5. Mary
    Seattle
    Reply

    A ton of information is available at NutritionFacts.org, there is a great deal of the results of scientific studies from all over the world. Not much in the way of recipes, but it’s very informative in terms of specific foods. You can subscribe and get a daily email, and the site is reasonably easy to search.

    • dzrlib
      Reply

      My parents both lived into their 90s while regularly eating butter, drinking milk, using honey as a sweetener, etc. They NEVER drank soft drinks and studiously avoided refined/artificial sugar. They felt that refined cane sugar, including high fructose corn syrup, was poisonous!

  6. Joyce
    NJ
    Reply

    I think we don’t need a study to tell us a diet high in sugar, salt and processed meat has a negative impact on health (though I think dairy is another culprit). That’s common sense. For me, it’s not the food, it’s my choice of foods. Last year I changed my diet to mainly veggies, fruit, minimal nuts/seeds, some grains and little oil.

    My total cholesterol went from 189-156, LDL decreased also; both in just two short months. Returned to my old habits and next test my cholesterol was 201. I have no one to blame but me and my food choices. So I’m back on mainly whole food/ plant based. Trying to unbreak the habits I developed as an adult. Truth is, as a child of the 60s my family ate whole foods not processed foods.

  7. Alison
    Texas
    Reply

    Don’t forget the chemicals like the main ingredient in the weed killer Roundup that is sprayed on oats just before harvesting. Great, I eat oatmeal every day for years, and possibly killing myself on weed killer.

  8. Scott
    Texas
    Reply

    Some time ago I read that arsenic is used by manufacturers or growers when processing rice for consumption. I do not remember where I read this but it stuck because I eat a lot (3-3 1/2 cups per week) of brown rice with fish or chicken as my dinner.

    Several weeks ago, I realized that the outside edges of both feet including ankles were tingling and numb but still functional. The tingling sensation also seemed to be traveling up my left calf.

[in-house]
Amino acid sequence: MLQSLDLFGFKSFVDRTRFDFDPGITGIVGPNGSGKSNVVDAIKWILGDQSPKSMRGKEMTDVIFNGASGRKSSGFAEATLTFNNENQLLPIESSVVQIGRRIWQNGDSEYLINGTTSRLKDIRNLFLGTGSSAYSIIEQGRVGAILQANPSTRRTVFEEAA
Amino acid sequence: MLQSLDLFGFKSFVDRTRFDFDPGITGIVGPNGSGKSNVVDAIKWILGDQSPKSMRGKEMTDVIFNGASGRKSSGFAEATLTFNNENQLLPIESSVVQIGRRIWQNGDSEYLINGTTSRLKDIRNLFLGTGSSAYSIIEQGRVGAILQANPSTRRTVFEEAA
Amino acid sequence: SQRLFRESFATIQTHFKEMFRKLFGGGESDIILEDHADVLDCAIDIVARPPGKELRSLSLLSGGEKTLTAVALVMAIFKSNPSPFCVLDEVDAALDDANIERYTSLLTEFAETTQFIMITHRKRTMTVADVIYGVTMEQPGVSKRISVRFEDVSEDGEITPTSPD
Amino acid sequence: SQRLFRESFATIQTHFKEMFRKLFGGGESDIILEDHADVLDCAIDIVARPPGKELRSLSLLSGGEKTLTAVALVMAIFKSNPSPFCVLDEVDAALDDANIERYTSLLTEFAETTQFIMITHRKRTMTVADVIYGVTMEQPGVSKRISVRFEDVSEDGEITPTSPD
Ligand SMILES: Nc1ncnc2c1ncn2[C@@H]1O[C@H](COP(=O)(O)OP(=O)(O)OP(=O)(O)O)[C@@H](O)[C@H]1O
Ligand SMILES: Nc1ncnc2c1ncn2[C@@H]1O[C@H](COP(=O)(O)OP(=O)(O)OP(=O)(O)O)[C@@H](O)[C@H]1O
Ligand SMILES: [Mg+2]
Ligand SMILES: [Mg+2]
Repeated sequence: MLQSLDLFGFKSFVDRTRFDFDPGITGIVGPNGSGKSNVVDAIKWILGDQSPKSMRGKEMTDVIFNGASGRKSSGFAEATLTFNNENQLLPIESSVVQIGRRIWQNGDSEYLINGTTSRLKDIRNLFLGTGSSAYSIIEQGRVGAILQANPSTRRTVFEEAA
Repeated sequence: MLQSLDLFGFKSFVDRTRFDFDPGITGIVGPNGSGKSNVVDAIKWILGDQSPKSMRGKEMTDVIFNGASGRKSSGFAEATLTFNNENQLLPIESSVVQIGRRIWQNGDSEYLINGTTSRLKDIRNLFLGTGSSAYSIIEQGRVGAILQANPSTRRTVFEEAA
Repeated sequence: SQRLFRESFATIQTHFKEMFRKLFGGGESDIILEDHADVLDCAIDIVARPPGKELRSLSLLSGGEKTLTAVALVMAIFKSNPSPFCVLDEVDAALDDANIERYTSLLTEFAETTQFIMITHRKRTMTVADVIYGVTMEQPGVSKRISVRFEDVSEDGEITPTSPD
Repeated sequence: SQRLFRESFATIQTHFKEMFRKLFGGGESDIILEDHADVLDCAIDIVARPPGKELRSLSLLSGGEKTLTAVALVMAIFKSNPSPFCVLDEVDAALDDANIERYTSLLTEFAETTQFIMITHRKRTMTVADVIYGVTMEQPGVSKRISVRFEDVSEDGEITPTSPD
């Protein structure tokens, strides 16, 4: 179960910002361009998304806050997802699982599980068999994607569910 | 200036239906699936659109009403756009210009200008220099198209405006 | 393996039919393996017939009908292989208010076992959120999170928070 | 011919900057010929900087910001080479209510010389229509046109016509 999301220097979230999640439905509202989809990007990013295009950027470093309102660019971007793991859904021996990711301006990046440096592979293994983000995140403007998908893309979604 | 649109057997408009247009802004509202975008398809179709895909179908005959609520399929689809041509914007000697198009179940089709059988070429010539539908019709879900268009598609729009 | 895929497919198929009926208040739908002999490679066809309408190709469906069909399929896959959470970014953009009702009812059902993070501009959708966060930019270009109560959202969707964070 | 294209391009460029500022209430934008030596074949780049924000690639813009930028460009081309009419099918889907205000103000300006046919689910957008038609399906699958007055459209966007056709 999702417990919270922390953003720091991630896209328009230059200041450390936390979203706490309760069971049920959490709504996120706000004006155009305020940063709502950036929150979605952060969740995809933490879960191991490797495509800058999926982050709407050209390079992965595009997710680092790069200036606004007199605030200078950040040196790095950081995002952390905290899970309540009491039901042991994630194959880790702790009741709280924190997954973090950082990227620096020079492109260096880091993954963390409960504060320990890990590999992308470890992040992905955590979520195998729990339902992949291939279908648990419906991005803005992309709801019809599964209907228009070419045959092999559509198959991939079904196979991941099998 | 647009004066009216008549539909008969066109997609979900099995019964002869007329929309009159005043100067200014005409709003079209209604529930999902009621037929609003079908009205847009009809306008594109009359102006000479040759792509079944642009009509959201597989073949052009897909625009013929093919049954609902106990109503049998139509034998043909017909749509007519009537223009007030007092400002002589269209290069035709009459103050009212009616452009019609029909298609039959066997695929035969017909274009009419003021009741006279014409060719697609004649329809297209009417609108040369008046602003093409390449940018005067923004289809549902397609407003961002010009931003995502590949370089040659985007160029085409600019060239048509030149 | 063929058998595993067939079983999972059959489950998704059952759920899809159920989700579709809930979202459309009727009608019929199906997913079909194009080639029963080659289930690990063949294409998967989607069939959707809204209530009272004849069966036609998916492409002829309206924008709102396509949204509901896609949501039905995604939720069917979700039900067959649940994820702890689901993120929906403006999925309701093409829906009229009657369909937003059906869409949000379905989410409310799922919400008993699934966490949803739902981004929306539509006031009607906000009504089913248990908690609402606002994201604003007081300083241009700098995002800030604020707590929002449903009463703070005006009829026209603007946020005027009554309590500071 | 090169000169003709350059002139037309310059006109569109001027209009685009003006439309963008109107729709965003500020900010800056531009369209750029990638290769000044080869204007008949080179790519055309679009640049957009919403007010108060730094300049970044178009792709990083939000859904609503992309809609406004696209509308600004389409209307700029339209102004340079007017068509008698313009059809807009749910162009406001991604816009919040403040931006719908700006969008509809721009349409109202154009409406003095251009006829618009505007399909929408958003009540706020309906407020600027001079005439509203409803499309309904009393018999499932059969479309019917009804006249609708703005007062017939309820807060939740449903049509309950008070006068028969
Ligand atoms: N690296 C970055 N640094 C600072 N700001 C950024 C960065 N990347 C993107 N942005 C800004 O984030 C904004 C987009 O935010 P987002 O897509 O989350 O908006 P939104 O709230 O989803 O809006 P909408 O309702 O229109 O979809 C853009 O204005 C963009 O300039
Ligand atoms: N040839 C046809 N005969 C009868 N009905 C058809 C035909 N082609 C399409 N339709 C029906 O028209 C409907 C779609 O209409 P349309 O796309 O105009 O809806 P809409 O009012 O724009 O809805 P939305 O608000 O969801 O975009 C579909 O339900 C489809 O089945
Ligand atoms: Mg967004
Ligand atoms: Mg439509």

It’s terrible to self diagnose but I remembered this arsenic article and decided to stop eating rice.

    Over the next 3 weeks or so, I found that the tingling went away, my right foot is back to normal and the left seems to be much better although the numbness is not yet completely gone.

    Can you comment on what you know about this and if it could be real or am I just imaginning all of this.

    Thank you.

  9. J. David A.
    Springfield, MO, USA
    Reply

    I cringe every time “fish” is recommended for health. Coastal folks can get ocean fish at stores but there is no safe fish in stores in the midwest on most days.

    Farmed fish is being fed the fryer vat oil from the burger and chip industry after that oil has been heavily used and oxidized for excessive time by managers cutting corners for profit.

    The salmon, tuna and shrimp is not even the right color – white fish takes more investigation but the ants won’t eat the fish fat drippings off the store-bought or trout operations in Missouri.

    The sickest diabetics I took care of in practice fished the trout farms frequently.

  10. Whitley
    NC
    Reply

    Interesting no mention of “red meat” just “processed meats”.
    That means bacon, sausage etc I presume ?

  11. Karen
    Midland, MI
    Reply

    There is an abundance of tasty healthful foods.
    My go to food is short grain brown rice with beans, topped with a cooked fresh farm egg and mixed salad.
    I believe when we eat good foods, we do not crave filler (killer) foods.